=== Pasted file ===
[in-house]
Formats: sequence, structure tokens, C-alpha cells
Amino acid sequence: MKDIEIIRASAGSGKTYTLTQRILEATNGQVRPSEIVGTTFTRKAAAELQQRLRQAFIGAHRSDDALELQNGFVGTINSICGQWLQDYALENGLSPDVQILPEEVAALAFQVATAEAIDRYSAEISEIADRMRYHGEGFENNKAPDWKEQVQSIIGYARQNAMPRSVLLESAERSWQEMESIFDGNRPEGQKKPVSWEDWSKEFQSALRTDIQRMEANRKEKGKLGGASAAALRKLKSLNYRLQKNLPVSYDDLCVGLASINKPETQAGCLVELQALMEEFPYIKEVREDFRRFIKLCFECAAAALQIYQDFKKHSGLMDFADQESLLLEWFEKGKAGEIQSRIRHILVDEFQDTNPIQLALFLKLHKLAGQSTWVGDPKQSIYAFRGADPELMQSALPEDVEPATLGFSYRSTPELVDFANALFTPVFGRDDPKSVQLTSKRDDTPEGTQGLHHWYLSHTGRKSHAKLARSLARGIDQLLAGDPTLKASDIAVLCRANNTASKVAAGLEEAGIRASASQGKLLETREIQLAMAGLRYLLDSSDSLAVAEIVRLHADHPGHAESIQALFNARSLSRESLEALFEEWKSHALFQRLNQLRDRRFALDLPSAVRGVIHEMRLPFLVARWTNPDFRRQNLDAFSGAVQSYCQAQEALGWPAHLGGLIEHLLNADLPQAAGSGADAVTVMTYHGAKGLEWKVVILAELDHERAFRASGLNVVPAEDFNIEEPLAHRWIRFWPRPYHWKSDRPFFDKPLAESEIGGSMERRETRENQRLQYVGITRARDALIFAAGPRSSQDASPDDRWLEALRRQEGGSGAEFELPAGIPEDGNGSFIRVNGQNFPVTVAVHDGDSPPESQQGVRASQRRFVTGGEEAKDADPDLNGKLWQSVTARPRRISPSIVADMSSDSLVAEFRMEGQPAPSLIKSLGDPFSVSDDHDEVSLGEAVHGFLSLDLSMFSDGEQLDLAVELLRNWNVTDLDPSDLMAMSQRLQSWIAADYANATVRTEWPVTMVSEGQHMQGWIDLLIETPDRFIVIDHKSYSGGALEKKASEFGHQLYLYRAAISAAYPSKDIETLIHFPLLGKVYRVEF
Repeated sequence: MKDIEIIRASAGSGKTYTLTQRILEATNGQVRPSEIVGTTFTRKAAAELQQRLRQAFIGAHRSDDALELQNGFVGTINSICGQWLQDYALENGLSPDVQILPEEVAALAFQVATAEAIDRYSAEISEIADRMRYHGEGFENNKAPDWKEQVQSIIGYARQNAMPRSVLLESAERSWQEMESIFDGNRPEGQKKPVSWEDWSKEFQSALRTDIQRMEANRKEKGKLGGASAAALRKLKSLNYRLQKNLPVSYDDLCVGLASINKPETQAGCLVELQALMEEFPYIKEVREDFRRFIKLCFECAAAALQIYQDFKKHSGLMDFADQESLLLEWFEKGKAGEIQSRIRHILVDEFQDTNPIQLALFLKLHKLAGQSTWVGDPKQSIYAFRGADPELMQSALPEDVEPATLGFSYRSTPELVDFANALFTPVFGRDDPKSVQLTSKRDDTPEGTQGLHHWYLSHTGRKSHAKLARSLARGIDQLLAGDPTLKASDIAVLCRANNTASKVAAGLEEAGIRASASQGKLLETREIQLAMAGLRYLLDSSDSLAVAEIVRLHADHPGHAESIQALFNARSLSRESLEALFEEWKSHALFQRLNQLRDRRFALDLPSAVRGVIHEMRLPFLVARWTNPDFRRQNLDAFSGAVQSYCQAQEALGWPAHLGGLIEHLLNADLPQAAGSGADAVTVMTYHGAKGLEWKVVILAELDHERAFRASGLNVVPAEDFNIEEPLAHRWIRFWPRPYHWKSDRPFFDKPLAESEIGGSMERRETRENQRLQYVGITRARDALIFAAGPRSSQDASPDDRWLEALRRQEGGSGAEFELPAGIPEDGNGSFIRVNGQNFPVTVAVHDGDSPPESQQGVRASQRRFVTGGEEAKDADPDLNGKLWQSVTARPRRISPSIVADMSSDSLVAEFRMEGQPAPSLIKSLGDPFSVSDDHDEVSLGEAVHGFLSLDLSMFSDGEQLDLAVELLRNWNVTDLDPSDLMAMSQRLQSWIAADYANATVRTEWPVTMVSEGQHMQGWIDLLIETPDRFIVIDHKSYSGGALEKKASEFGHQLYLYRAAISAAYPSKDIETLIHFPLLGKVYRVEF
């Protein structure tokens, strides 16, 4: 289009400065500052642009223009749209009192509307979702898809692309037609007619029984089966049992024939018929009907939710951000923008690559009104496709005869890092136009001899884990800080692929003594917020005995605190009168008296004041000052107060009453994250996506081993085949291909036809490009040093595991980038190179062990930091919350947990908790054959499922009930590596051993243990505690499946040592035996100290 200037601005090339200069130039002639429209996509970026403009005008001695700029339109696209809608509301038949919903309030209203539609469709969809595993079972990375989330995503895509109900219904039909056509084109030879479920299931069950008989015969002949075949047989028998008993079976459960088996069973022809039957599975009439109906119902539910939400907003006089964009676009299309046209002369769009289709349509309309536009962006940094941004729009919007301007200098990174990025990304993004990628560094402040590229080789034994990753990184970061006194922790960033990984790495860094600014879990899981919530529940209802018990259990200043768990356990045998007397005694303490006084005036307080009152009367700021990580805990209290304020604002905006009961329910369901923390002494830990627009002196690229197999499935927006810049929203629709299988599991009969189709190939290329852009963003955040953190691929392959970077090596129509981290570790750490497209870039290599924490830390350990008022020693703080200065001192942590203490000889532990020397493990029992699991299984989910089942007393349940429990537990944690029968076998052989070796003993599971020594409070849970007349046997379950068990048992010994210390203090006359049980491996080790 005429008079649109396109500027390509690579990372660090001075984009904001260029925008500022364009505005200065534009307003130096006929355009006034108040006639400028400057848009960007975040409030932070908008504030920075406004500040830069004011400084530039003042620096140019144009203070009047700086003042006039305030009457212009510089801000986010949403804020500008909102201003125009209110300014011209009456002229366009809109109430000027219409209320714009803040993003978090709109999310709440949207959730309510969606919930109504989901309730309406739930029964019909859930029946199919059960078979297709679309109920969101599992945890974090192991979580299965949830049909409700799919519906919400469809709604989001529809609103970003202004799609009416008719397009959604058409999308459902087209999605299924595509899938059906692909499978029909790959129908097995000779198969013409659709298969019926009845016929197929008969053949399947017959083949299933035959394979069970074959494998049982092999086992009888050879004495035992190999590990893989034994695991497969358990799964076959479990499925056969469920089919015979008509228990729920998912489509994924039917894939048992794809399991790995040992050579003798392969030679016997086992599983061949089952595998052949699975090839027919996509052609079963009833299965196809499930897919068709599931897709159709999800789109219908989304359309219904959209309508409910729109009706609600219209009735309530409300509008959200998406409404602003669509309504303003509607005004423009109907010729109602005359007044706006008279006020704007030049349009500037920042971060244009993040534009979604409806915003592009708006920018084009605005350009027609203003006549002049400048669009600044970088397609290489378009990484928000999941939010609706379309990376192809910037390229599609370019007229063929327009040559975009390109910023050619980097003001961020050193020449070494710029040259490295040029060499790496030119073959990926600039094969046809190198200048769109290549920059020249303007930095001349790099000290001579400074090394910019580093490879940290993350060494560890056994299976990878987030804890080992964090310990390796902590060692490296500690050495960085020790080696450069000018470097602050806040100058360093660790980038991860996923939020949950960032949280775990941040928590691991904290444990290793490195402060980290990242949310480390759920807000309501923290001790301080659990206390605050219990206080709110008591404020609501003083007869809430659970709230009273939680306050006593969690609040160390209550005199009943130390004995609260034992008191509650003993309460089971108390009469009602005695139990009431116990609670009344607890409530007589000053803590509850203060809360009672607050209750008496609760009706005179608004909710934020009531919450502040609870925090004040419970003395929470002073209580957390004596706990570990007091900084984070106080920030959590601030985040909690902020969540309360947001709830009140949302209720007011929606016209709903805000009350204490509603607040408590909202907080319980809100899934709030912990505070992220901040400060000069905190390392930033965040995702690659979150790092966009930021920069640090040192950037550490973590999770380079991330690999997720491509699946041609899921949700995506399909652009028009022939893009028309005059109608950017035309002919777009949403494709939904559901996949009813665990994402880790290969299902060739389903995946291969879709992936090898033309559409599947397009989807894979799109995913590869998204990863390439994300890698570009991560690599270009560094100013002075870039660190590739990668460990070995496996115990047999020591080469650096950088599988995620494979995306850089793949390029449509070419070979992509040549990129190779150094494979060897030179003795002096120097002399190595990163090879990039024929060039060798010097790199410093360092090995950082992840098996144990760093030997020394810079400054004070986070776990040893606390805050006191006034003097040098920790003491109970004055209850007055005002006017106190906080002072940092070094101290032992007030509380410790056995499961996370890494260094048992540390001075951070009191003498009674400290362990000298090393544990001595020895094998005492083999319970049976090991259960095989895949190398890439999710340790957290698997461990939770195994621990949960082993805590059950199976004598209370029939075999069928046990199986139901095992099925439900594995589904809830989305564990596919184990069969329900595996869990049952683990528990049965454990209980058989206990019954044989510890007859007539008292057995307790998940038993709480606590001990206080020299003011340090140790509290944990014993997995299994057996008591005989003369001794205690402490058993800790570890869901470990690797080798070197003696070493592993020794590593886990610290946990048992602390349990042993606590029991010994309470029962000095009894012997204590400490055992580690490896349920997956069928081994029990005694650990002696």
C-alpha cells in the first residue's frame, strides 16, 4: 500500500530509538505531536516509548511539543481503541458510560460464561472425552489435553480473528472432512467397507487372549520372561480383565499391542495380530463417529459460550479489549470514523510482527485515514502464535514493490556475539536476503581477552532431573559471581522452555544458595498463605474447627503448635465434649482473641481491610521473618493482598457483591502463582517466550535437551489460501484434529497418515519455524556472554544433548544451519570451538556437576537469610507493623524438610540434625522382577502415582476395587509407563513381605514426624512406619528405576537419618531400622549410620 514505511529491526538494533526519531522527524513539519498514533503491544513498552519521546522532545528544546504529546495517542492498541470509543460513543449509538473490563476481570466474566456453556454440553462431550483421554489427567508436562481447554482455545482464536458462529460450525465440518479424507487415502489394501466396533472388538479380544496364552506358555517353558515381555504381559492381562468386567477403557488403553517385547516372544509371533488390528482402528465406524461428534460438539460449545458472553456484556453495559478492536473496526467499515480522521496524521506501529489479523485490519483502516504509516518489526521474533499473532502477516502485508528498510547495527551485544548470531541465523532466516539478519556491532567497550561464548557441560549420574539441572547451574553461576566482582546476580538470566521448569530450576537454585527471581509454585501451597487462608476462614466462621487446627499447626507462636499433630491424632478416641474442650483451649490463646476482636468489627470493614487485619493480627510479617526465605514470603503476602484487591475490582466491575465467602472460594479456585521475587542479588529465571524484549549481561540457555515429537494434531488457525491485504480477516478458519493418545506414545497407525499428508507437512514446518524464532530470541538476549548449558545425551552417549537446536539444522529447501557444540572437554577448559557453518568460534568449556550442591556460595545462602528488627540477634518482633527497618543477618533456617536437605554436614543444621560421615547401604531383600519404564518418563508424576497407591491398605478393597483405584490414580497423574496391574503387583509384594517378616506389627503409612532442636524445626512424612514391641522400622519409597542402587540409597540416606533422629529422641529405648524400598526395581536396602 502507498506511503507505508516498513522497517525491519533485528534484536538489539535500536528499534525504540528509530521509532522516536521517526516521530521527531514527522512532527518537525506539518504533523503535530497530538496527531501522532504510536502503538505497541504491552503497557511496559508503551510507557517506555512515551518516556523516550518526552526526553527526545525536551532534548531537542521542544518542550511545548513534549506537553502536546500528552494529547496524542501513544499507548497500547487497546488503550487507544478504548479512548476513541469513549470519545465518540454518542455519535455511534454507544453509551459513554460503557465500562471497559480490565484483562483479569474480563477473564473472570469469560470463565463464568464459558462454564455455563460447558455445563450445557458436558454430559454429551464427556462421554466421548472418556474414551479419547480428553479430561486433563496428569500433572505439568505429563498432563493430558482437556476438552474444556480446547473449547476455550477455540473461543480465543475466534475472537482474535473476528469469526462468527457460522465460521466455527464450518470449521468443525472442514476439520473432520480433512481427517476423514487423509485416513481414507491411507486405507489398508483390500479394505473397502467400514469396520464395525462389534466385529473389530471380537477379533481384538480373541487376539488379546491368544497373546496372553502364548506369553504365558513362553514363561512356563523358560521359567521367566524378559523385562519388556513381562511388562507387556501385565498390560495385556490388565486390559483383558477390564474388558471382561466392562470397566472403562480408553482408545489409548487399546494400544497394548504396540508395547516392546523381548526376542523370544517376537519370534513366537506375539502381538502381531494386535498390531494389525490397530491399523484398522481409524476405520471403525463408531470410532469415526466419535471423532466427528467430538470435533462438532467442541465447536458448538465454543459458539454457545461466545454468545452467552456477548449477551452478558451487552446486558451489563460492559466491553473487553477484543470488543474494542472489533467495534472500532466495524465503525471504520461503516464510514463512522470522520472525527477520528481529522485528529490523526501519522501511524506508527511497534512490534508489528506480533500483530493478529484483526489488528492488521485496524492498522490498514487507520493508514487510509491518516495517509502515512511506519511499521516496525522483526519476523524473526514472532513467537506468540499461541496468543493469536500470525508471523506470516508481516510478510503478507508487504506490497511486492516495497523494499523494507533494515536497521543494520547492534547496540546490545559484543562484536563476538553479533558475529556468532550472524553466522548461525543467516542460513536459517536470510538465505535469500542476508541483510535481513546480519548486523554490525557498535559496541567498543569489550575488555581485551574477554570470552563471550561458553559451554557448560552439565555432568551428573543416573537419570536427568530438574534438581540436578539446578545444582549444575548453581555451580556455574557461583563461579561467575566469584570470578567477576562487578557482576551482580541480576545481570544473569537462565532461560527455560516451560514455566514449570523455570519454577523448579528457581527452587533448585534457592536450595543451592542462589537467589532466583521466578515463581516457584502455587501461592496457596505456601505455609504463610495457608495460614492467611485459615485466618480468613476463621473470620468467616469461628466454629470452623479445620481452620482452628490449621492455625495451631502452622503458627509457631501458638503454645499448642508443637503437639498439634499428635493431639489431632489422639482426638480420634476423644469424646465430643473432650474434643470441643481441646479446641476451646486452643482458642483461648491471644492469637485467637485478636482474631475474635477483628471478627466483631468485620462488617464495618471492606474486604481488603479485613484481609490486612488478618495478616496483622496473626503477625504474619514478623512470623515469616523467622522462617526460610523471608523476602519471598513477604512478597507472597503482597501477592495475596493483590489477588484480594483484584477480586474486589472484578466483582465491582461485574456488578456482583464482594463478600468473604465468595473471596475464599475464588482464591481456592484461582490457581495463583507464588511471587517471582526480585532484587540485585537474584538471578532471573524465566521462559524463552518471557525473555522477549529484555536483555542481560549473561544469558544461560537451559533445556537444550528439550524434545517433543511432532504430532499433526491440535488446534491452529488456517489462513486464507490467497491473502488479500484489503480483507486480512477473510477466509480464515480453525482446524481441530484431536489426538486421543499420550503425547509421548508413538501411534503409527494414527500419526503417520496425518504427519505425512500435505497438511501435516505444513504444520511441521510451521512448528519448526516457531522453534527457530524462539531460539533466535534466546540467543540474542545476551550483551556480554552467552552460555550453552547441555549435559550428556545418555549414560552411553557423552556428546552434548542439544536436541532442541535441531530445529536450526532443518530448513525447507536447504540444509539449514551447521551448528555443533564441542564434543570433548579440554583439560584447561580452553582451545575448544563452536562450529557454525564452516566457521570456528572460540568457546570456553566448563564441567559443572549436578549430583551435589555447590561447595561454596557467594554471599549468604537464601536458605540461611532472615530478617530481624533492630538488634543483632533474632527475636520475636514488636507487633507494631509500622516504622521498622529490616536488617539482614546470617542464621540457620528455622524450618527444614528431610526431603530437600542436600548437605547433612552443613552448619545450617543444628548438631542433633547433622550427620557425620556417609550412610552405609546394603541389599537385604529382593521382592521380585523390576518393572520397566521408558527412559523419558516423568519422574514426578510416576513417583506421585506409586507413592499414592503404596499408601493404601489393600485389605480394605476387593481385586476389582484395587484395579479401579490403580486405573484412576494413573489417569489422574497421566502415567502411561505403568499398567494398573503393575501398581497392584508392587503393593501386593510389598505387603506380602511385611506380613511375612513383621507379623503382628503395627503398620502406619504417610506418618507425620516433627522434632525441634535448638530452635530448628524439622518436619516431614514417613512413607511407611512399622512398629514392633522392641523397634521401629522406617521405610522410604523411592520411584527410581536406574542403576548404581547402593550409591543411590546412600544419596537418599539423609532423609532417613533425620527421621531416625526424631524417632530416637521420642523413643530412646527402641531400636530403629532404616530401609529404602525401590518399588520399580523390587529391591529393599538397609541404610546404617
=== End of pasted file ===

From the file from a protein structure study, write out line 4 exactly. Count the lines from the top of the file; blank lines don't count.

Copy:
Repeated sequence: MKDIEIIRASAGSGKTYTLTQRILEATNGQVRPSEIVGTTFTRKAAAELQQRLRQAFIGAHRSDDALELQNGFVGTINSICGQWLQDYALENGLSPDVQILPEEVAALAFQVATAEAIDRYSAEISEIADRMRYHGEGFENNKAPDWKEQVQSIIGYARQNAMPRSVLLESAERSWQEMESIFDGNRPEGQKKPVSWEDWSKEFQSALRTDIQRMEANRKEKGKLGGASAAALRKLKSLNYRLQKNLPVSYDDLCVGLASINKPETQAGCLVELQALMEEFPYIKEVREDFRRFIKLCFECAAAALQIYQDFKKHSGLMDFADQESLLLEWFEKGKAGEIQSRIRHILVDEFQDTNPIQLALFLKLHKLAGQSTWVGDPKQSIYAFRGADPELMQSALPEDVEPATLGFSYRSTPELVDFANALFTPVFGRDDPKSVQLTSKRDDTPEGTQGLHHWYLSHTGRKSHAKLARSLARGIDQLLAGDPTLKASDIAVLCRANNTASKVAAGLEEAGIRASASQGKLLETREIQLAMAGLRYLLDSSDSLAVAEIVRLHADHPGHAESIQALFNARSLSRESLEALFEEWKSHALFQRLNQLRDRRFALDLPSAVRGVIHEMRLPFLVARWTNPDFRRQNLDAFSGAVQSYCQAQEALGWPAHLGGLIEHLLNADLPQAAGSGADAVTVMTYHGAKGLEWKVVILAELDHERAFRASGLNVVPAEDFNIEEPLAHRWIRFWPRPYHWKSDRPFFDKPLAESEIGGSMERRETRENQRLQYVGITRARDALIFAAGPRSSQDASPDDRWLEALRRQEGGSGAEFELPAGIPEDGNGSFIRVNGQNFPVTVAVHDGDSPPESQQGVRASQRRFVTGGEEAKDADPDLNGKLWQSVTARPRRISPSIVADMSSDSLVAEFRMEGQPAPSLIKSLGDPFSVSDDHDEVSLGEAVHGFLSLDLSMFSDGEQLDLAVELLRNWNVTDLDPSDLMAMSQRLQSWIAADYANATVRTEWPVTMVSEGQHMQGWIDLLIETPDRFIVIDHKSYSGGALEKKASEFGHQLYLYRAAISAAYPSKDIETLIHFPLLGKVYRVEF